What constitutes state action?

By Roman Friedrich

The low frequency of blog posts may be a sign that the Supreme Court’s 2018 term is not necessarily the most spectacular one we have seen in a longtime. Still, this case is promising from the perspective of constitutional law: Manhattan Community Access Corp. v. Halleck, docket no. 17-1702, a case arising from the New York City-based Second Circuit.

In New York, under certain circumstances TV-cable networks are required to provide one channel under public-access use, based on the principles of first-came, first-served as well as non-discrimination, N.Y. Comp. Codes R. & Regs. tit. 16, § 895.4(c)(4).

The two respondents, Halleck and Melendez, produced video content that they regularly aired on the public-access stations of Manhattan Neighborhood Network (MNN), a not‐for‐profit, nonmembership corporation overseeing public access channels, Respondents‘ Brief at 9; CA2 at 5. At some point in 2011 the parties entered a quarrelsome period in their relationship, which culminated in a very critical video in which the respondents, inter alia, blamed the petitioner MNN as an „organization more interested in pleasing ‘the 1%’ than the East Harlem community“, Respondents‘ Brief at 10. MNN first broadcast but then banned the video and suspended the respondents from submitting any content in the future, for diverging periods of time, ibid.

The respondents sued Manhattan Community Access Corp.  dba MNN, claiming, unsurprisingly, a violation of their freedom of speech, CA2 at 6, and producing a not-very-exciting First Amendment case.

However, under the State Action Doctrine and in contrast to recent developments in the European approach, protection against constitutional rights exists only against „state actors“, not private actors. The question always is whether „the alleged infringement of federal rights [is] ‚fairly attributable to the State?‘“, Lugar v. Edmondson Oil Co., Inc., 457 U.S. 922 (1982) at 937. If the answer is no, a court’s inquiry ends, see Rendell-Baker v. Kohn, 457 U.S. 830 (1982) at 839.

The huge question looming over the case at hand is, of course, whether the actions of MNN constitute „state action“, rendering them subject to the respondents‘ First Amendment rights, see CA2 at 11. The Second Circuit, relying on the Supreme Court’s prior decision in Denver Area Ed. Telecommunications Consortium, Inc. v. FCC, 518 U.S. 727 (1996), held that MNN was a „state actor“ for First Amendment purposes since the State delegated to MNN the traditionally public function of administering and regulating speech in the public forum” of public-access cable television.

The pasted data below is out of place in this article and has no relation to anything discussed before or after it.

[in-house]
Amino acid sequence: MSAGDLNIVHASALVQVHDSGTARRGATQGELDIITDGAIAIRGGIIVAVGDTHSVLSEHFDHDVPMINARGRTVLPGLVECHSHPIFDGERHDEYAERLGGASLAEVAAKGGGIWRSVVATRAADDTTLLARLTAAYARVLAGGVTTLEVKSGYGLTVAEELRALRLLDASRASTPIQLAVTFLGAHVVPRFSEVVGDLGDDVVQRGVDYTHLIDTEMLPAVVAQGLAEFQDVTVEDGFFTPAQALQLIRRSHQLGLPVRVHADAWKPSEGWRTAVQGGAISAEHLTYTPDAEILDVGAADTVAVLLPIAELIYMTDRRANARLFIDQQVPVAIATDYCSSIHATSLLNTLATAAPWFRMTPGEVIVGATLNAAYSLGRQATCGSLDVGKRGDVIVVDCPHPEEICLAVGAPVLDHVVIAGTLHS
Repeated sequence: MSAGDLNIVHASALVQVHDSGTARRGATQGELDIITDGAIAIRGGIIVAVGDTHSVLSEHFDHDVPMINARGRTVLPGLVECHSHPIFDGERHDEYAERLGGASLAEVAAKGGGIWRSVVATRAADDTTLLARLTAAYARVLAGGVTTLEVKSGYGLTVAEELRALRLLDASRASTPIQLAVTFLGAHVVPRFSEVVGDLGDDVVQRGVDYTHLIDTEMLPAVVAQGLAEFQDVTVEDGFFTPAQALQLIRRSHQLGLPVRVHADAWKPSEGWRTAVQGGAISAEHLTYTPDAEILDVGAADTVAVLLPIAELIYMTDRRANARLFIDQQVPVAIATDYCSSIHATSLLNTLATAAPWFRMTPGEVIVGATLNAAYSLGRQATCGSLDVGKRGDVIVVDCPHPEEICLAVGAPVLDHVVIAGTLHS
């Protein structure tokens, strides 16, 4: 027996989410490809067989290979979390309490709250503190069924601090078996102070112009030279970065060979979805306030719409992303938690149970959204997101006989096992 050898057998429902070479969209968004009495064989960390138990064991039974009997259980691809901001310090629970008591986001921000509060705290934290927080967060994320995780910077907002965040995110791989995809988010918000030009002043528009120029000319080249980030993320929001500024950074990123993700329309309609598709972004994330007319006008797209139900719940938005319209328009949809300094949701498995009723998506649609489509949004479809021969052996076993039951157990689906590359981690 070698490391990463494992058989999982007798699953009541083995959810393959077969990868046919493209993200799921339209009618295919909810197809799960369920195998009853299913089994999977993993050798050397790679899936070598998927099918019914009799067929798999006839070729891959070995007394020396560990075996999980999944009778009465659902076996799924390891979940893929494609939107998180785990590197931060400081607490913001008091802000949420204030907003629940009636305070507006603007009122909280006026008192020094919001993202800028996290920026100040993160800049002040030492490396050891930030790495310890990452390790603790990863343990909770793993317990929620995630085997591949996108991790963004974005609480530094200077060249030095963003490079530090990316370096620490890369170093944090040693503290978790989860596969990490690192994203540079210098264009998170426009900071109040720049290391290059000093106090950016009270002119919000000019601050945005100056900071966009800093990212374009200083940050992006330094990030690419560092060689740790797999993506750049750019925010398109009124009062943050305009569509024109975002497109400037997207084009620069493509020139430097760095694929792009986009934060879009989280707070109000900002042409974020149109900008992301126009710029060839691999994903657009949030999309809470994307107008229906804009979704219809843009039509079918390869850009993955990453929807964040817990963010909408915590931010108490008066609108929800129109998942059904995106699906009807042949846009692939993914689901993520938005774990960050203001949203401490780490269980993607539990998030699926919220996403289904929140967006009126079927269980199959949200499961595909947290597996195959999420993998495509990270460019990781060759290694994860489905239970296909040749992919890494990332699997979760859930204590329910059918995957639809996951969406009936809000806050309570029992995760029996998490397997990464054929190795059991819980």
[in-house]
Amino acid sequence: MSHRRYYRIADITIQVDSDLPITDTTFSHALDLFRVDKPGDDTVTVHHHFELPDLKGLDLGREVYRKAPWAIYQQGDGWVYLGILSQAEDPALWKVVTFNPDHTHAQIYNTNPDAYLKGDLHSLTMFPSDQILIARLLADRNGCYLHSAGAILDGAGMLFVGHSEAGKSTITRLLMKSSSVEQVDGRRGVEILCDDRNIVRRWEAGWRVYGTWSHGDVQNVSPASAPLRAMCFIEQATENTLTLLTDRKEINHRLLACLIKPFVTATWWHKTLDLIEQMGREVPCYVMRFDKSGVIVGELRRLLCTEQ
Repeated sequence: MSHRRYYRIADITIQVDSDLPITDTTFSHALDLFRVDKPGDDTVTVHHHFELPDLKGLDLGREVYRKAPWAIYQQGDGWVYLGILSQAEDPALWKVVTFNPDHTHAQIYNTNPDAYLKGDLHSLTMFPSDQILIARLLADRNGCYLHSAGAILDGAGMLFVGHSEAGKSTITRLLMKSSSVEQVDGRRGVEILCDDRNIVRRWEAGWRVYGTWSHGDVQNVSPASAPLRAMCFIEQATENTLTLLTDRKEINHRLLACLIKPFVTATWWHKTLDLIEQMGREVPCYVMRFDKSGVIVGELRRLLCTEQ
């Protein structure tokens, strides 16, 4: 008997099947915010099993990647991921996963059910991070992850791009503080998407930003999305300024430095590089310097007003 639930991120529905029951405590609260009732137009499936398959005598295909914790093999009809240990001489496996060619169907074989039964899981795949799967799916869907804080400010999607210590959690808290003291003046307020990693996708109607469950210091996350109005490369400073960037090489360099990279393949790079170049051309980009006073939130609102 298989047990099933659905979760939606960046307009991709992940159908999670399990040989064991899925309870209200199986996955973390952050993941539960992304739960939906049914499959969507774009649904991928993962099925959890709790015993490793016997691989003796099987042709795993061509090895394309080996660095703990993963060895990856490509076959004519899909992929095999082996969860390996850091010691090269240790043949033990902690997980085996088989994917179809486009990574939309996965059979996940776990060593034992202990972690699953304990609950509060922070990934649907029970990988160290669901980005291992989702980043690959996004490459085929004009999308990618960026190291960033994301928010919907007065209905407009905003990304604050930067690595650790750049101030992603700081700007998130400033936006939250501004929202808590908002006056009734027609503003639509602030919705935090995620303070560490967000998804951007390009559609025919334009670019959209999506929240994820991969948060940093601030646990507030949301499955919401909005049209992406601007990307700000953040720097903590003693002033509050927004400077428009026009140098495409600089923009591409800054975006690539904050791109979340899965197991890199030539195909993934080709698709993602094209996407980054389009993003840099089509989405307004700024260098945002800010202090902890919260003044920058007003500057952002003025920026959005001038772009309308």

It must be noted that there are several routes (maybe seven, maybe more, see Brentwood Academy v. Tennessee Secondary School Athletic Assn., 531 U.S. 288 [2001] at 296) that can be taken in order to consider action technically taken by a private actor to be „state action“ in a particular context. One of those routes is the „public function“ test: “Under the public function test, state action may be found in situations where an activity that traditionally has been the exclusive, or near exclusive, function of the State has been contracted out to a private entity.”  Grogan v. Blooming Grove Volunteer Ambulance Corps, 768 F.3d 259, 264–65 (2d Cir. 2014).

The gist of the Second Circuit’s argument that MNN’s action is state action is that under Justice Kennedy’s opinion in Denver, „[a] public access channel is a public forum“, supra at 783. The Court of Appeals averred that „because facilities or locations deemed to be public forums are usually operated by governments, determining that a particular facility or location is a public forum usually suffices to render the challenged action taken there to be state action subject to First Amendment limitations“, CA2 at 16. Additionally, the Court of Appeals found „sufficient connection to governmental authority“ since a municipal officer, „the Manhattan Borough President[,] designated MNN to run the public access channels“, CA2 at 17.

While this may be a reasonable interpretation of Justice Kennedy’s opinion in Denver, the problem is that this opinion was not the majority opinion; deplorably, Denver was a messy case, producing six opinions.

Halleck will face a vastly different Court than Denver in 1996 when only three of today’s Court’s members were casting their votes. Importantly, Justice Kennedy, on whose opinion the Second Circuit relied, retired last summer. However, the one Justice who joined Kennedy’s Denver opinion is still on the bench and may therefore have an impact on the direction the path the Court will enter: Justice Ginsburg.

The case will be argued on Monday, February 25.


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